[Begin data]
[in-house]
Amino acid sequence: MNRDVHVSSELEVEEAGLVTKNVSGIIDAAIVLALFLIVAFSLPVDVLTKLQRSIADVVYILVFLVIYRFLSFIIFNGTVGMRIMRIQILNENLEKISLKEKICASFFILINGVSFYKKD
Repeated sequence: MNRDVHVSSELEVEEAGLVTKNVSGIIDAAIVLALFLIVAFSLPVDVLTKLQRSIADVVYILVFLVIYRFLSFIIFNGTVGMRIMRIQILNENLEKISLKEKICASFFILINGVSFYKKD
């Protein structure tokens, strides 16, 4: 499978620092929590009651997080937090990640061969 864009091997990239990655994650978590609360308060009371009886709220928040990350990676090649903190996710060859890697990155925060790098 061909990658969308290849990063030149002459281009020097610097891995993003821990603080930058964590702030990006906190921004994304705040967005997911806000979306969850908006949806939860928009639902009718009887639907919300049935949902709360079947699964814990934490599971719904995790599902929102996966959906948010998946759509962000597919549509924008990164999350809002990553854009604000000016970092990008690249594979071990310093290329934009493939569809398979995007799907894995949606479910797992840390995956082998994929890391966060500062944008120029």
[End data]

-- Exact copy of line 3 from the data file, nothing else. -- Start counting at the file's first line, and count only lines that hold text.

Repeated sequence: MNRDVHVSSELEVEEAGLVTKNVSGIIDAAIVLALFLIVAFSLPVDVLTKLQRSIADVVYILVFLVIYRFLSFIIFNGTVGMRIMRIQILNENLEKISLKEKICASFFILINGVSFYKKD